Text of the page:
Friday, 19 May 2017

Not Everything Works The First Time...


And maybe not the second either.


The third and fourth time may give you false hope but...


Five through through eleven will dash it.

In case you are wondering what is going on, I have been experimenting with polymer clay.  You buy it at your local craft store in small blocks that can be formed by hand.  Once you have it in the shape you want, you bake it in the oven to harden it.  The trick, I have found, is getting the oven temperature right.  I'm still working on that.  More to come.

Sunday, 5 February 2017

Goodbye Old Friend


This was my first big project.  At the time it was the most ambitious, complex thing I had ever tried to build, and it pushed my skills and design abilities to new limits.



There was enough storage to hold just about every tool and accessory that I used regularly, and a bunch that I didn't.


The strength of the whole thing was the fence, which I built from scratch.  I even did the welding myself.  It lasted anyway.

The weakness, however, was the saw itself.  Eventually I found myself avoiding using it because it didn't have the precision I needed for some of the things I wanted to do.  That needed to change, so after 15 plus years I replaced it.

Of course there isn't enough room in my shop to keep it around just for sentimental reasons, so I sold it to someone who is just starting out in woodworking.  I hope it serves him as well as it did me, and I hope that he feels the same pride and satisfaction in what he builds that I do.





Sunday, 8 January 2017

Infill Plane: Design Phase




The first of what I assume will be many sobering moments in this process occurred shortly after my post about having finally acquired the materials for constructing an infill plane.  Now that I would be able to start building the plane, I realized that I hadn't given much thought to just what I was actually going to build.  It was time to calm down and think about what I was going to do.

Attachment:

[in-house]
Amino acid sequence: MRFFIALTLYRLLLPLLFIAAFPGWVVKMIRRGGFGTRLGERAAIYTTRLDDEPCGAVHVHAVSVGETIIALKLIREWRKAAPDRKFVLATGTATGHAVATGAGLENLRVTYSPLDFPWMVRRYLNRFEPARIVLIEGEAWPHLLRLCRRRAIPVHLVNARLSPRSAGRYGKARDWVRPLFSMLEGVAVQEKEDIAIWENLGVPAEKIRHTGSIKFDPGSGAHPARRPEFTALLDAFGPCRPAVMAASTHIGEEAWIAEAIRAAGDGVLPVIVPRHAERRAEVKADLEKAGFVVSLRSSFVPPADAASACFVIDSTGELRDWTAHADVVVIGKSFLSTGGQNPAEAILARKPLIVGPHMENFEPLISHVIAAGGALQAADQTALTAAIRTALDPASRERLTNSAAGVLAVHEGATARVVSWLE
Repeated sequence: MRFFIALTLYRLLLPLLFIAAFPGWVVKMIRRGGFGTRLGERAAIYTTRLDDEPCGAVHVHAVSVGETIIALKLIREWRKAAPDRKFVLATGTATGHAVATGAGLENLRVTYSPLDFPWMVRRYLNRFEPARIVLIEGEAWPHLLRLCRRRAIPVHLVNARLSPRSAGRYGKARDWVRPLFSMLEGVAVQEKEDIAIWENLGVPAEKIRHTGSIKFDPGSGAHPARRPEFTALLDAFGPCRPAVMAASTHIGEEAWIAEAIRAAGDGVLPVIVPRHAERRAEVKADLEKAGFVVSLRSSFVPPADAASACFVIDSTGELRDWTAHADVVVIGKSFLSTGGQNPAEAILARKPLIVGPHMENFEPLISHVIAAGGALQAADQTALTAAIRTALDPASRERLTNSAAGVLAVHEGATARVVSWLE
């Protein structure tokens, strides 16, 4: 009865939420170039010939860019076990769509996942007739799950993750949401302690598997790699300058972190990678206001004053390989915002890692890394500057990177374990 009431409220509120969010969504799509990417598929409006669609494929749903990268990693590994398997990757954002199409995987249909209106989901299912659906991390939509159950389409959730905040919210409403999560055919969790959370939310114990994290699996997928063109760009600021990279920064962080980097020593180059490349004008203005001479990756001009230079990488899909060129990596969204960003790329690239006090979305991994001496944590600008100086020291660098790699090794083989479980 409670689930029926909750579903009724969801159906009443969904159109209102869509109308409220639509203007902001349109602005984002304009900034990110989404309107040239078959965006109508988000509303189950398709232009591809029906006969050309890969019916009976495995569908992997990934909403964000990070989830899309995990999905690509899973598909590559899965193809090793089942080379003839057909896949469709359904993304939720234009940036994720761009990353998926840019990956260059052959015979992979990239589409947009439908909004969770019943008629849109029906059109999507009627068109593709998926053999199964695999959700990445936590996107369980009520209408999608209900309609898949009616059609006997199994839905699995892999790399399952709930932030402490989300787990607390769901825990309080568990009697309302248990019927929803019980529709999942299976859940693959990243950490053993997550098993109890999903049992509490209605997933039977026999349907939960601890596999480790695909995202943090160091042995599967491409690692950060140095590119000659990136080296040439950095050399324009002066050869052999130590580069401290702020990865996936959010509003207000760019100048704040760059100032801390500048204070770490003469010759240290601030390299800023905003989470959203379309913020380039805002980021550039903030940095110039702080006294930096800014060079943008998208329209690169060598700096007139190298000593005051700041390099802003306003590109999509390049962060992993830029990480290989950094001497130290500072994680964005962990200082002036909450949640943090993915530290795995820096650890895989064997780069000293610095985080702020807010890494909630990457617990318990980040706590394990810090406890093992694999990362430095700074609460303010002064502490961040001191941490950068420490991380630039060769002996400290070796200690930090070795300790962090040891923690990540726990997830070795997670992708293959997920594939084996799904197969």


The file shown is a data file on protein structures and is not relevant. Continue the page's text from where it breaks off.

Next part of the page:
The thing that had touched off this obsession with building an infill was an article in the August 2006 issue of Shop Notes (Vol. 15 Issue 88) that featured the building of a dovetailed infill shoulder plane. Though it was tempting to follow the plan, the plane used a 2 piece sole and had an adjuster that needed a special blade to work.  This put it a little too far outside my comfort zone for a first attempt.

What I really wanted to build was a smoother.  Something with straight, not curved, sides.  Something simple, but with a closed tote at the back.  Something based on a traditional plane, but with enough different elements to be my own design.

If this were a movie, there would now be a montage of me hunched over my desk until all hours of the night, crumpling papers and snapping pencils in frustration until finally arriving at a glorious design after some divine inspiration.  In reality it was a little different.  There was some paper crumpled, but progress was steady until I arrived at this: